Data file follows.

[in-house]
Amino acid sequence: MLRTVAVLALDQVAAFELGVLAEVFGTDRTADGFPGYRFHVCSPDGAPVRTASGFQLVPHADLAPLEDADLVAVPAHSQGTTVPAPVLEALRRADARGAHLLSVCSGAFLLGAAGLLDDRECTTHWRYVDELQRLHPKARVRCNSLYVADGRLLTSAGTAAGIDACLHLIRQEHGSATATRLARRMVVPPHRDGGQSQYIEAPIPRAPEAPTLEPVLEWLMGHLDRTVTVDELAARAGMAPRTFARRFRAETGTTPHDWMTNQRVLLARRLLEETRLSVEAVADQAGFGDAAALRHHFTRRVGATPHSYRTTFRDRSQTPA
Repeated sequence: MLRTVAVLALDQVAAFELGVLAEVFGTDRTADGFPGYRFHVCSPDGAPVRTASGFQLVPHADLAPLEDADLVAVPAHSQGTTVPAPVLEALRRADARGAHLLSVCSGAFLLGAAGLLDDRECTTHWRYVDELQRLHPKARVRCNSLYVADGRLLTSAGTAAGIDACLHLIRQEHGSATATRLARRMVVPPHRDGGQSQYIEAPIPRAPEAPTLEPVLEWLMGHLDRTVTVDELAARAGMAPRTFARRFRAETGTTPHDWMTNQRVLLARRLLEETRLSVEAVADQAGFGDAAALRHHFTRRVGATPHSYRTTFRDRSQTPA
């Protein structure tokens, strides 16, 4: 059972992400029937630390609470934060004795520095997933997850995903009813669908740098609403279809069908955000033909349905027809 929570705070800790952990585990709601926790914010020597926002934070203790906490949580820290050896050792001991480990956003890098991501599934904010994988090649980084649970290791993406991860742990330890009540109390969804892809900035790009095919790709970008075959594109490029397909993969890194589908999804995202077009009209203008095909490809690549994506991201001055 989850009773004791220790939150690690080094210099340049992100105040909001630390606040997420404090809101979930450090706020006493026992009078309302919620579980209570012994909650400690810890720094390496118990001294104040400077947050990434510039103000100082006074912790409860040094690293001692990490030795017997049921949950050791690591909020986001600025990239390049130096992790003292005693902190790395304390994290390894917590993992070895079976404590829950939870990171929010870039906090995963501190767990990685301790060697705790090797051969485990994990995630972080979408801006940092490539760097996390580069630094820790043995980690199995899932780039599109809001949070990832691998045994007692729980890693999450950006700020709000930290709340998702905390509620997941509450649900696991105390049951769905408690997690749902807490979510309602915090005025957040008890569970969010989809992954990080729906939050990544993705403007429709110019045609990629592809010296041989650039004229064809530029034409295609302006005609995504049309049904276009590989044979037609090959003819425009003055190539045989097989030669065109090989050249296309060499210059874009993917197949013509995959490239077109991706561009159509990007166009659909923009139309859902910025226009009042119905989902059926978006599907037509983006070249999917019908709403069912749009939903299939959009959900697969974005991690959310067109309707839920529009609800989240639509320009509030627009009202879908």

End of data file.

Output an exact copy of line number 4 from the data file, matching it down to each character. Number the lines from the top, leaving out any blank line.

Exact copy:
């Protein structure tokens, strides 16, 4: 059972992400029937630390609470934060004795520095997933997850995903009813669908740098609403279809069908955000033909349905027809 929570705070800790952990585990709601926790914010020597926002934070203790906490949580820290050896050792001991480990956003890098991501599934904010994988090649980084649970290791993406991860742990330890009540109390969804892809900035790009095919790709970008075959594109490029397909993969890194589908999804995202077009009209203008095909490809690549994506991201001055 989850009773004791220790939150690690080094210099340049992100105040909001630390606040997420404090809101979930450090706020006493026992009078309302919620579980209570012994909650400690810890720094390496118990001294104040400077947050990434510039103000100082006074912790409860040094690293001692990490030795017997049921949950050791690591909020986001600025990239390049130096992790003292005693902190790395304390994290390894917590993992070895079976404590829950939870990171929010870039906090995963501190767990990685301790060697705790090797051969485990994990995630972080979408801006940092490539760097996390580069630094820790043995980690199995899932780039599109809001949070990832691998045994007692729980890693999450950006700020709000930290709340998702905390509620997941509450649900696991105390049951769905408690997690749902807490979510309602915090005025957040008890569970969010989809992954990080729906939050990544993705403007429709110019045609990629592809010296041989650039004229064809530029034409295609302006005609995504049309049904276009590989044979037609090959003819425009003055190539045989097989030669065109090989050249296309060499210059874009993917197949013509995959490239077109991706561009159509990007166009659909923009139309859902910025226009009042119905989902059926978006599907037509983006070249999917019908709403069912749009939903299939959009959900697969974005991690959310067109309707839920529009609800989240639509320009509030627009009202879908």